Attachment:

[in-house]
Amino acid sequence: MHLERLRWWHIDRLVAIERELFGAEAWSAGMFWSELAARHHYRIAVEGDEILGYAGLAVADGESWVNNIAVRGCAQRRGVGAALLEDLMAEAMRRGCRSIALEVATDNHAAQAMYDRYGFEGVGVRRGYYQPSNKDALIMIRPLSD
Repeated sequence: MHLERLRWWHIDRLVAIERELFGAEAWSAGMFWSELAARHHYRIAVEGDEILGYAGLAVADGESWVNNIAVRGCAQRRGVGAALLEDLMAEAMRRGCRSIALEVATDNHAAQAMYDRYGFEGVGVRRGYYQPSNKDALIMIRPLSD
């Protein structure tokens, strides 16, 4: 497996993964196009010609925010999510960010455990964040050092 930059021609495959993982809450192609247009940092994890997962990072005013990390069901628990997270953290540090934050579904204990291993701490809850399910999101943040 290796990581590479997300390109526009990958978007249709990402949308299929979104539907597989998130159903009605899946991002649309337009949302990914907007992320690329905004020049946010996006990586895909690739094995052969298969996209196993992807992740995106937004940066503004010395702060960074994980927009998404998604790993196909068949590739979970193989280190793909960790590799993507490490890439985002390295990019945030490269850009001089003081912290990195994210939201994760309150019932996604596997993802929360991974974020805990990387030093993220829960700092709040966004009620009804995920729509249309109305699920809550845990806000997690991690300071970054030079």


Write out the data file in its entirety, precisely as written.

[in-house]
Amino acid sequence: MHLERLRWWHIDRLVAIERELFGAEAWSAGMFWSELAARHHYRIAVEGDEILGYAGLAVADGESWVNNIAVRGCAQRRGVGAALLEDLMAEAMRRGCRSIALEVATDNHAAQAMYDRYGFEGVGVRRGYYQPSNKDALIMIRPLSD
Repeated sequence: MHLERLRWWHIDRLVAIERELFGAEAWSAGMFWSELAARHHYRIAVEGDEILGYAGLAVADGESWVNNIAVRGCAQRRGVGAALLEDLMAEAMRRGCRSIALEVATDNHAAQAMYDRYGFEGVGVRRGYYQPSNKDALIMIRPLSD
């Protein structure tokens, strides 16, 4: 497996993964196009010609925010999510960010455990964040050092 930059021609495959993982809450192609247009940092994890997962990072005013990390069901628990997270953290540090934050579904204990291993701490809850399910999101943040 290796990581590479997300390109526009990958978007249709990402949308299929979104539907597989998130159903009605899946991002649309337009949302990914907007992320690329905004020049946010996006990586895909690739094995052969298969996209196993992807992740995106937004940066503004010395702060960074994980927009998404998604790993196909068949590739979970193989280190793909960790590799993507490490890439985002390295990019945030490269850009001089003081912290990195994210939201994760309150019932996604596997993802929360991974974020805990990387030093993220829960700092709040966004009620009804995920729509249309109305699920809550845990806000997690991690300071970054030079």